In order to make sure we have enough clean water for drinking and other uses, we need to protect sources by managing the influences on them. The best way to protect sources of water is on a watershed basis because water flows across traditional boundaries such as towns and cities. Conservation Authorities are the only natural resource management agencies in Ontario that are organized on a watershed basis.

 

In order to support the development of plans to protect our sources of drinking water, a great deal of science needs to be done. We need to collect and analyze water and land-related data; develop and use computer models to predict future changes to our environment; and develop or update watershed mapping.

 

Water Budgets are another critical component of the Assessment Report. A Water Budget looks at how much water enters a watershed, how much water is stored and how much water leaves. This information helps determine how much water is available for human uses, while ensuring there is still enough left for natural processes (e.g. there has to be enough water in a watershed to maintain streams, rivers and lakes and to support aquatic life). A Water Budget is similar to your household budget. How much money do you make? How much have you saved? How much can you afford to spend? Water budgets help us to make sure we have enough water for all our needs today and into the future.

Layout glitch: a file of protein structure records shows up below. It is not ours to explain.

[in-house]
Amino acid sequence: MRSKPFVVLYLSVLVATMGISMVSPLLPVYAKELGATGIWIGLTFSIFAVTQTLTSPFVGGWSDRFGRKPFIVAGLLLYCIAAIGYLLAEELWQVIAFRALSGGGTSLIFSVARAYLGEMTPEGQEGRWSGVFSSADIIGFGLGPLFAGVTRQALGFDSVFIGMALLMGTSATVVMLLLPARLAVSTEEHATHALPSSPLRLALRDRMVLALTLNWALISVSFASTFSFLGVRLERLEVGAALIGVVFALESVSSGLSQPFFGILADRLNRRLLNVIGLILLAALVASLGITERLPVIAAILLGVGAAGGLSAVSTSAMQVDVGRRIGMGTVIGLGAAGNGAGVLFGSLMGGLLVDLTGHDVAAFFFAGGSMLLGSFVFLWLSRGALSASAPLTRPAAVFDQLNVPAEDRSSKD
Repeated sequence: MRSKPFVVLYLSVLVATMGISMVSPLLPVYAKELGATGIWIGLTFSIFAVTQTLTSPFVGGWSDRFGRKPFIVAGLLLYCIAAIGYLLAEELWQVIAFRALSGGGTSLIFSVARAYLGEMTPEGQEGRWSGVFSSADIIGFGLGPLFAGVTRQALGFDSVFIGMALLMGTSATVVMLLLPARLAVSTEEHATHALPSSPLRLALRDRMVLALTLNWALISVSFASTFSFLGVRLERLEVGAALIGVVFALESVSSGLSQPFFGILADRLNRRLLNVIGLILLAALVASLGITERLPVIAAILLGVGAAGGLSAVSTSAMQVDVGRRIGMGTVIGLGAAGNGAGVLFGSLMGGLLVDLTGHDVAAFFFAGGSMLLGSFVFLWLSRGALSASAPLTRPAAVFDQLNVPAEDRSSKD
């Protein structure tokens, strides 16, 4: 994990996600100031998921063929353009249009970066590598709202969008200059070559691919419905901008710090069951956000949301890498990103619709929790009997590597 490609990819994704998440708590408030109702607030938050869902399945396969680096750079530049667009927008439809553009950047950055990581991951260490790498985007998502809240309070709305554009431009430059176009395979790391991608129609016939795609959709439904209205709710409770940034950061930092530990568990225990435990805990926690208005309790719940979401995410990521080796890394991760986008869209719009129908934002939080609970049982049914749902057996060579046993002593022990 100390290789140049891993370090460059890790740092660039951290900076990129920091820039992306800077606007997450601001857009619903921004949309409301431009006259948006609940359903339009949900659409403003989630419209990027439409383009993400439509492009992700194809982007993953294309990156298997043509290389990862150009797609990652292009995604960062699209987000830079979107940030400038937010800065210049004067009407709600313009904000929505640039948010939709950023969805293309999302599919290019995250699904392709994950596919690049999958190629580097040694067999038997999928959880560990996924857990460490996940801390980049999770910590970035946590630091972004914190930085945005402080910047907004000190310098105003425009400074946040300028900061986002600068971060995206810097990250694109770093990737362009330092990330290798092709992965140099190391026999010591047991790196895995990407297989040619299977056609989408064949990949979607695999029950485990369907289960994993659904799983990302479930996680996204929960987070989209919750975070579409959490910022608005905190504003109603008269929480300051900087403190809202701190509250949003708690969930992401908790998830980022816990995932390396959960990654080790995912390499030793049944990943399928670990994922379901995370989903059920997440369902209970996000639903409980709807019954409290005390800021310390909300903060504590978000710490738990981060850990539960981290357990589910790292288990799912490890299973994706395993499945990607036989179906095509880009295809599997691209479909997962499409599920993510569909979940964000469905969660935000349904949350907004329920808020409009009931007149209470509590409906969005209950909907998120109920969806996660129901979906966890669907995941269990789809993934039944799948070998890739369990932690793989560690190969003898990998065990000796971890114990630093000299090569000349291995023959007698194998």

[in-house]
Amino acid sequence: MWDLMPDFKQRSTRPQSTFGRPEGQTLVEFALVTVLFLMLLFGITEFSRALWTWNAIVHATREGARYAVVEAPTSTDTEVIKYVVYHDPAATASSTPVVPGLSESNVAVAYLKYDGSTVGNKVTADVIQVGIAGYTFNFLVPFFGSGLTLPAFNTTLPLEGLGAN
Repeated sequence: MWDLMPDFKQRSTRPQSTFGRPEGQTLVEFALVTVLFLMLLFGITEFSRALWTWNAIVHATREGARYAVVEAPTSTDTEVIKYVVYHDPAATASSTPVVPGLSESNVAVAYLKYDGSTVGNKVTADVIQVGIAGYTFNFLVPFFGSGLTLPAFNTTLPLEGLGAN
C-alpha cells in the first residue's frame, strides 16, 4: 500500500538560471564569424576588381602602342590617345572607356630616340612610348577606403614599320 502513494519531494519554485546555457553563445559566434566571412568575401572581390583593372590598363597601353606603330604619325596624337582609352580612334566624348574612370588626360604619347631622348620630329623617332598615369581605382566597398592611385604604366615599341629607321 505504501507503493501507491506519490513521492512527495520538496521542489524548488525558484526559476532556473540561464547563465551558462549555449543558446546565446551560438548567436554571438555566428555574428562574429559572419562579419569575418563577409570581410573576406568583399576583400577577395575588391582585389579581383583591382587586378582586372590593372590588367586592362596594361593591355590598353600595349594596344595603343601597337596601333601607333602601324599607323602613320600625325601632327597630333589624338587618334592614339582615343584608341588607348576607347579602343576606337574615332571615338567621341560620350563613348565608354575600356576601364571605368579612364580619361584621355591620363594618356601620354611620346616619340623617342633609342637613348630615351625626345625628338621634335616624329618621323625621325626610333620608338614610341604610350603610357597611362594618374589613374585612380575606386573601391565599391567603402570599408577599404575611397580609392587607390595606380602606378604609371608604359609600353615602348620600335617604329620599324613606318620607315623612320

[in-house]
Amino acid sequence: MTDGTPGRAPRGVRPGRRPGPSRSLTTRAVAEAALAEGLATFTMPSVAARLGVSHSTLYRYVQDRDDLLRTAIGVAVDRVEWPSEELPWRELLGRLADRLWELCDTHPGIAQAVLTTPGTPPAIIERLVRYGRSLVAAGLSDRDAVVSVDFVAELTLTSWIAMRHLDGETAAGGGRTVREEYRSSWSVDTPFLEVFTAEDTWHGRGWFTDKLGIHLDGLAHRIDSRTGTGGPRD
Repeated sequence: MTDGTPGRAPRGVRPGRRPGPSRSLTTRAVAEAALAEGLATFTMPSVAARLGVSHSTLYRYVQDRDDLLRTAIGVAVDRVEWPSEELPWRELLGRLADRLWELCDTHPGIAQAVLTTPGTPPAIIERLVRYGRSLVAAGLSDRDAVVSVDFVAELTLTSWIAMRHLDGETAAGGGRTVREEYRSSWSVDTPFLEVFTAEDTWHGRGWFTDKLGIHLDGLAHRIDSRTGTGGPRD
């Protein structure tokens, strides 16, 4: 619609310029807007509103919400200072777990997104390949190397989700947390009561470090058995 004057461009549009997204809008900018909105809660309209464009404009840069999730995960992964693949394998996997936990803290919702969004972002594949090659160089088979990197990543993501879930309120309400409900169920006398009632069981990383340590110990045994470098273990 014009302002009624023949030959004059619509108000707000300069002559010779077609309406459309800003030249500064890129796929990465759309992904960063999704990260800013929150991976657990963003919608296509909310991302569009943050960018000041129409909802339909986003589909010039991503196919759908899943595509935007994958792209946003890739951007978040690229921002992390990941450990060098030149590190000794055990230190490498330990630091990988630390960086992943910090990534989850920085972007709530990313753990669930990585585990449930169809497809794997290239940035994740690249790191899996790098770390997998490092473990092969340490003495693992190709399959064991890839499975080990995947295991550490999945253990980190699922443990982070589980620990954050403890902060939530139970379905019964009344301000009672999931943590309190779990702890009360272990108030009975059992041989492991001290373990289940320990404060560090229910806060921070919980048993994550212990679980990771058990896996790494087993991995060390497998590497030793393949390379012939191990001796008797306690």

The Clean Water Act

The Source Protection Planning initiative is as a result of the Clean Water Act, part of the Ontario government's commitment to implement all of the recommendations of the Walkerton Inquiry.

 

As a result of the Clean Water Act, communities in Ontario are required to develop source protection plans in order to protect their municipal sources of drinking water. These plans identify risks to local drinking water sources and develop strategies to reduce or eliminate these risks. Because it is everyone's responsibility to protect our water resources, broad consultation throughout the development of the source protection plans is important and involves municipalities, conservation authorities, property owners, farmers, industry, businesses, community groups, public health officials, First Nations. For more information on Source Protection Planning and the technical studies involved.

 

Find your Source Protection Region or Area.

Frequently Asked questions on Source Water Protection (French)

For More Information on the Clean Water Act in English (French)